–I’m fine with the beer batter.  I am NOT fine with playing music between pitches and after strikes!  When the batter is in the batter’s box, don’t play snippets of “Beer Barrel Polka” with each strike.  The crowd is not stupid.  They know there’s a shot at a beer.  They’ll cheer.  Why insult them with music?  You’re not adding to the excitement.  You’re detracting from the baseball.  Remember that?  Baseball?

–The cannon.  They set it off in pre-game, which is fine, I guess.  But it went off once while the ball was in play:  during a groundout to short.  The player closest to the cannon, left fielder Michael Wagner, damn near jumped out of his stirrup socks.  Two things could have happened:  the cannon could have gone off accidentally, which is terrifying and dangerous, or it could have been intentionally set off during play, which

is awful and ridiculous…and, alas, in character for the night.

–The worst of all:  the sunflower seeds.  Some sunflower seed company would give away sunflower seeds to the crowd if the Giants scored in the fifth inning.  The Giants scored in the fifth inning.  Inexplicably, rather than waiting until between innings to deliver the goods, they sent kids out to hurl sunflower seed packets into the crowd immediately, while the next batter was at the plate.  Fans stood up and trampled each other to get to the seeds.  Meanwhile, there was baseball being played, but that was clearly of little or no interest to the Giants and their fans.

–Even the fireworks were lame.  Almost never was there more than one firecracker going off at a time.  Stupidly, they showed the fireworks live on the scoreboard.  Why?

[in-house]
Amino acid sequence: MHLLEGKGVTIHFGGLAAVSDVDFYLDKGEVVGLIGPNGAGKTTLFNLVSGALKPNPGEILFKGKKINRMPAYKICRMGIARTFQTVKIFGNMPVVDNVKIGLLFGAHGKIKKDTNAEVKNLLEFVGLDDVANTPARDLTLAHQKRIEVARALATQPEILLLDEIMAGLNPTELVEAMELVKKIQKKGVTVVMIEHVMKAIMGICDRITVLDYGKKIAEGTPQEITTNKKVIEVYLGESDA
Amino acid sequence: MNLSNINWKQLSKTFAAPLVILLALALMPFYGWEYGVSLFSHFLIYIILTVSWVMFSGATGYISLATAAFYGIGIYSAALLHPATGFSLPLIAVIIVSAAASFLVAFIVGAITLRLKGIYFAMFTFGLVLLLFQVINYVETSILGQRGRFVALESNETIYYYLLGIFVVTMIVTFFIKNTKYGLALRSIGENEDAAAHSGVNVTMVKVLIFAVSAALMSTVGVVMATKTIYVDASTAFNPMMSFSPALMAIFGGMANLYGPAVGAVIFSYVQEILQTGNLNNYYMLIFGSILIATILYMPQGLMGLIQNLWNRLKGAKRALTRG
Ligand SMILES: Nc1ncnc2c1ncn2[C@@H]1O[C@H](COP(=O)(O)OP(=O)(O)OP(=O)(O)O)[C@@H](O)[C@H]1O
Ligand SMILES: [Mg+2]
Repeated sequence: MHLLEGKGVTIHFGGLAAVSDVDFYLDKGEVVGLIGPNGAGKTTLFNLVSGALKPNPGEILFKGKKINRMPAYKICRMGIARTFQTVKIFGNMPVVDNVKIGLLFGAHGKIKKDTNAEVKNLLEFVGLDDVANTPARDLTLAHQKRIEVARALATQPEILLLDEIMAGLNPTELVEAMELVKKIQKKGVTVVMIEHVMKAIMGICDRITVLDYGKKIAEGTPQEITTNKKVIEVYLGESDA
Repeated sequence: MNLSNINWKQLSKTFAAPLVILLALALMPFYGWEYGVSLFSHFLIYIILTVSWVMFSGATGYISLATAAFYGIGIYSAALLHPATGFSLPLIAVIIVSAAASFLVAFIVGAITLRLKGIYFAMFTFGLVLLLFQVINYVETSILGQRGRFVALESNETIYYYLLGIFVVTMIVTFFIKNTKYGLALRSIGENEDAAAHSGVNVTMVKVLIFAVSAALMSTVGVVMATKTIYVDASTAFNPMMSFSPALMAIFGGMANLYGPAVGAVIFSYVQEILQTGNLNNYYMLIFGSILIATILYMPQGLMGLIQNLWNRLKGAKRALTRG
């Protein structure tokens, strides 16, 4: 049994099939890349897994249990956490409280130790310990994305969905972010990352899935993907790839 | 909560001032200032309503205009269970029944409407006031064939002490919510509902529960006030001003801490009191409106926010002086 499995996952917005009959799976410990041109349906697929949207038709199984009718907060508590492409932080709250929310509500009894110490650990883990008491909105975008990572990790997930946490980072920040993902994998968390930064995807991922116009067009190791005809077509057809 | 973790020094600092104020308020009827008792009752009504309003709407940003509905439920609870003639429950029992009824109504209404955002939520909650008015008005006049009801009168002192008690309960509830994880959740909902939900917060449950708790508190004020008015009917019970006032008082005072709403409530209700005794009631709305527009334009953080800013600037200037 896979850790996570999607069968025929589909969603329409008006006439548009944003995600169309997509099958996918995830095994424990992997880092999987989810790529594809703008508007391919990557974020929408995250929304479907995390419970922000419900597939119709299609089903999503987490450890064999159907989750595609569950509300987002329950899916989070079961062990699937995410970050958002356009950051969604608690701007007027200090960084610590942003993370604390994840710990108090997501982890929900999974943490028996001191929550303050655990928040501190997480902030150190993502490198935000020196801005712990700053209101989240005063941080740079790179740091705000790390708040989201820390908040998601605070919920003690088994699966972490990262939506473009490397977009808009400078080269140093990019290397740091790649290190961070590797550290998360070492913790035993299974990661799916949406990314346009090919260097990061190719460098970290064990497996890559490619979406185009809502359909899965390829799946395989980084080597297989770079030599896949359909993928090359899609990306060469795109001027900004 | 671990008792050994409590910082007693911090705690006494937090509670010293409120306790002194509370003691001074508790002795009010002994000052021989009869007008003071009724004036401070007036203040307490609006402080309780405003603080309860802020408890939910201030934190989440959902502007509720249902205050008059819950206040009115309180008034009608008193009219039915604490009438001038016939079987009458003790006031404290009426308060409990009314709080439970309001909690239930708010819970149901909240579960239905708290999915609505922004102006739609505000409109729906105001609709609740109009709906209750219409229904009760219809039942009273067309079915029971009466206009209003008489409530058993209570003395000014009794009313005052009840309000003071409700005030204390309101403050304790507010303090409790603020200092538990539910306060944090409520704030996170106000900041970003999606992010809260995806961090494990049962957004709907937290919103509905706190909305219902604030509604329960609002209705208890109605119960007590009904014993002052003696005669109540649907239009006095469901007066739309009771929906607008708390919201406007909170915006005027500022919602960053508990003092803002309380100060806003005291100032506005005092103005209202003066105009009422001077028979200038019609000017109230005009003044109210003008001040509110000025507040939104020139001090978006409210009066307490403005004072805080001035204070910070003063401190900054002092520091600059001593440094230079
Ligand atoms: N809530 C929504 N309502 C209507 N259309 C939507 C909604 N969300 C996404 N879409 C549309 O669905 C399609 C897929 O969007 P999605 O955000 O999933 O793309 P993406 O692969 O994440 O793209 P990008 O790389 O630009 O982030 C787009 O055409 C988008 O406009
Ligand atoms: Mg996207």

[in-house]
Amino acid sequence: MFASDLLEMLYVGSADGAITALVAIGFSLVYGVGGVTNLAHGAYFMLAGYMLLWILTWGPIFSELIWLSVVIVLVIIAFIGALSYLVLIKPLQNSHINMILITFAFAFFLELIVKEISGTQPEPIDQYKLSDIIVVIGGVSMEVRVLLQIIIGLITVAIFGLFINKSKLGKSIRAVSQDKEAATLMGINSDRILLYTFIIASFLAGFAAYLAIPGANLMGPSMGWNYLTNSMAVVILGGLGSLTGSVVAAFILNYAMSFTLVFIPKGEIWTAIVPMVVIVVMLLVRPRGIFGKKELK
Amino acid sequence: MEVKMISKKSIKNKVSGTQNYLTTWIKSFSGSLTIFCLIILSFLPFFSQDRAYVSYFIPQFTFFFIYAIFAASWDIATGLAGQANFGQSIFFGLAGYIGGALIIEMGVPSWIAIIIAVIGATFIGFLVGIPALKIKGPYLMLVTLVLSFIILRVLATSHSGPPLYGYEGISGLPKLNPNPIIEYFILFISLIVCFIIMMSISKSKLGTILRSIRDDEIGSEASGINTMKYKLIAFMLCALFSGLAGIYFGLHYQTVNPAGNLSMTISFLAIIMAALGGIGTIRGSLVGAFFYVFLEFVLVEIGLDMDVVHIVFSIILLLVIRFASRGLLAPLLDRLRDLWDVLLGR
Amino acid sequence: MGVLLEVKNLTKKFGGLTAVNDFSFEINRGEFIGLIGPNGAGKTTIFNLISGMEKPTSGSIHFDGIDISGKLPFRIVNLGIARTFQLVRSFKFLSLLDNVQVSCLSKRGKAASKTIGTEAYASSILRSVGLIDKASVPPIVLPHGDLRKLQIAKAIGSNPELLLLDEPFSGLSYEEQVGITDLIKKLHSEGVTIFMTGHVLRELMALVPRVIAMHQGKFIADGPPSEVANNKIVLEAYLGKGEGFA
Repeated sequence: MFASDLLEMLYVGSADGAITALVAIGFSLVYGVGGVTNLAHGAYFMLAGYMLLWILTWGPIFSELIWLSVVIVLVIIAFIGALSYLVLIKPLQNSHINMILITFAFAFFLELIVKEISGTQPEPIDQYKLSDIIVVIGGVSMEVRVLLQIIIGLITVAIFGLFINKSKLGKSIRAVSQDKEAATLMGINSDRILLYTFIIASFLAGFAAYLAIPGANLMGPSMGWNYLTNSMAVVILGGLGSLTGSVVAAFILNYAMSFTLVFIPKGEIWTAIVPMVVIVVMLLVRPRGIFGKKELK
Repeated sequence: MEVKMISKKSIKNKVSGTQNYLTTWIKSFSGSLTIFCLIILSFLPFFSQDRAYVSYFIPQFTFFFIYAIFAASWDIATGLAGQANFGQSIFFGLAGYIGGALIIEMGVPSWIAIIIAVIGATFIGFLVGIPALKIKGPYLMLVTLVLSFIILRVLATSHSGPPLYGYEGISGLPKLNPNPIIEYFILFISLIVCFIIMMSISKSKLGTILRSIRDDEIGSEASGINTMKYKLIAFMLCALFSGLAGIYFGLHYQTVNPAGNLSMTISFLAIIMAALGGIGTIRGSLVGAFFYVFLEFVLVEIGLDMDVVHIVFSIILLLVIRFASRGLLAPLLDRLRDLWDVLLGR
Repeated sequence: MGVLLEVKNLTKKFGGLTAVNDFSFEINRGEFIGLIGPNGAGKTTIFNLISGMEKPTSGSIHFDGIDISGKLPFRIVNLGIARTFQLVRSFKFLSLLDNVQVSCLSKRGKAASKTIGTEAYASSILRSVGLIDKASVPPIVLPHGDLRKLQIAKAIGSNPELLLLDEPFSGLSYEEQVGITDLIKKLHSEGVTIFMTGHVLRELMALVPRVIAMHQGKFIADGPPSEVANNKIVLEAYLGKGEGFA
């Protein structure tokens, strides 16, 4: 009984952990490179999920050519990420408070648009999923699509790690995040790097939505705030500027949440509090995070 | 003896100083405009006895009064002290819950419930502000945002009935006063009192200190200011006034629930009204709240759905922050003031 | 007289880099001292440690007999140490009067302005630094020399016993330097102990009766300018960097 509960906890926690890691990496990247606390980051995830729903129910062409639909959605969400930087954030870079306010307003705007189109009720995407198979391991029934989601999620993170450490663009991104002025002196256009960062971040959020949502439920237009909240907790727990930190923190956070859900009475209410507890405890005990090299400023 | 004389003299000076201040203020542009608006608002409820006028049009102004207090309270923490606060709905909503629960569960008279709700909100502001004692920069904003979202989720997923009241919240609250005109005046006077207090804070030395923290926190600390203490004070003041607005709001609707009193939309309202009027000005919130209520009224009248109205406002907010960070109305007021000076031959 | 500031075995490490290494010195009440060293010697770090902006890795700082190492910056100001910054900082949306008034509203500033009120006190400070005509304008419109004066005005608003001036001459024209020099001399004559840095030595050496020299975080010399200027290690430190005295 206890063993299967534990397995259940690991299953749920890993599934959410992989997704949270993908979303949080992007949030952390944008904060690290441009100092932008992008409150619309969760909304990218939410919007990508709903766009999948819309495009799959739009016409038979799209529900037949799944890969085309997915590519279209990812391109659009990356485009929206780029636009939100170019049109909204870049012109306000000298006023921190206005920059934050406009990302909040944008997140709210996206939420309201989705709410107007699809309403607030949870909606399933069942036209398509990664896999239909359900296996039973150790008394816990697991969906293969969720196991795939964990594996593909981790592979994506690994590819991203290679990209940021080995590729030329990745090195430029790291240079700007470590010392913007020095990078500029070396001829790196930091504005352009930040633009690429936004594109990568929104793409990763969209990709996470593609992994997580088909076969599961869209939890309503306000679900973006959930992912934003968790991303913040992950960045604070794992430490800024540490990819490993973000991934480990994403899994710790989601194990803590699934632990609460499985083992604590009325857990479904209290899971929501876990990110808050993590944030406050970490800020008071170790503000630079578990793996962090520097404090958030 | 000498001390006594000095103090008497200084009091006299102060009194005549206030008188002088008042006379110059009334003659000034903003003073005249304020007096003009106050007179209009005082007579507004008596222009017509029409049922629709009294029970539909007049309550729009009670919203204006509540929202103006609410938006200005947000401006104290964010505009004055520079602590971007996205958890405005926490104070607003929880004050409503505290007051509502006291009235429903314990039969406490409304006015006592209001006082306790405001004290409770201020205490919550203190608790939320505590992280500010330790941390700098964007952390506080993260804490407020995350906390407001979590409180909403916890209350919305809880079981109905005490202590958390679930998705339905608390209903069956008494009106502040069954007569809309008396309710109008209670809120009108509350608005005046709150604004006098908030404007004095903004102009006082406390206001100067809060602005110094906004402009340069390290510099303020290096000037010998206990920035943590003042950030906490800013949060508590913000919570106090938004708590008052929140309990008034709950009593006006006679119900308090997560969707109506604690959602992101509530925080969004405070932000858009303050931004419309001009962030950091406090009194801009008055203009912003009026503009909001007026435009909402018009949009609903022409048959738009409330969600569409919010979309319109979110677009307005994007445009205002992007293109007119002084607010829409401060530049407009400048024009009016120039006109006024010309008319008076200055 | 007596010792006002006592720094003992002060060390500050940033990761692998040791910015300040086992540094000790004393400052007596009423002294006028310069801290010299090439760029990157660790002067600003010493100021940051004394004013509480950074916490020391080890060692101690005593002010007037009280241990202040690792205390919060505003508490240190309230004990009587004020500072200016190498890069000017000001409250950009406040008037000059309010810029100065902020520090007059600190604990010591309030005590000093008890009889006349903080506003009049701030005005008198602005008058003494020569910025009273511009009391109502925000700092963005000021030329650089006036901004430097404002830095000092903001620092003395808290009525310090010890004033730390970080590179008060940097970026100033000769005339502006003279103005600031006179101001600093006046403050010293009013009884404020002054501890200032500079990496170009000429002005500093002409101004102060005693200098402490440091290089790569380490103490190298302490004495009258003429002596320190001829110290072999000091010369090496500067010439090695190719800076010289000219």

The net result of all of this is that the hairs on the back of my neck were standing up.  I don’t know what this evening was about, but it wasn’t about baseball.  And in a ballpark that gets so much right–where baseball is celebrated on nearly every physical surface–I’m upset that the experience isn’t about baseball.  Municipal Stadium, therefore, scores very high in some areas and very low in others.  I hope to return one day when the team is under new management.  In the meantime, if anybody from the Giants is reading this, I implore you:  QUIET DOWN THE PROMOTIONS.  You’ll still get your sellouts, and you’ll be serving your fans in addition to serving your sponsors.

BALLPARK SCORE:

Regional feel: 8.5/10
The pavilion celebrates California baseball, with particular attention to California Leaguers who have gone on to the Hall of Fame.

Charm:  2.5/5
Physically, yes.  But as no advertisement can be charming, neither can the experience of attending a game at Municipal Stadium.

Spectacle: 1.5/5
A couple of good promotions, like one where players tried to bust out the headlights of a car with a baseball, but on the whole, things were ludicrously over-the-top.

Team mascot/name:  2.5/5


Gigante and me.  Is he an ape?  A gorilla?  Hard to tell, but I don’t mind him or his name.  However, the name “Giants” is a bit dull.

Aesthetics:  4/5
Lovely park.  Not much of a view, though.

Pavilion area:  5/5
Absolutely gorgeous.  Loads of activity, plenty of art, and a celebration of baseball.

Scoreability:  2/5
Not great here.  It was hard to tell when a new pitcher arrived, and inexcplicably, while the Giants’ lineup was listed in the pavilion, the opponents’ were not.

Fans:  2.5/5
I give San Jose fans credit for the sellout.  I do NOT give them credit for their baseball acumen, however, as it’s clear they’re eating up the garbage that the team is shelling out.

Intangibles:  0/5
A ballgame experience that, in the end, actually upset me.  So much wasted potential here.

TOTAL:  28.5/50

BASEBALL STUFF I’VE SEEN HERE:

The Giants’ Darren Sack is the star, giving up two hits and striking out six in six innings of shutout ball.  Thomas King and Ben Cox finish the four-hitter, giving up only an unearned run in the ninth.

(Written July 2006.)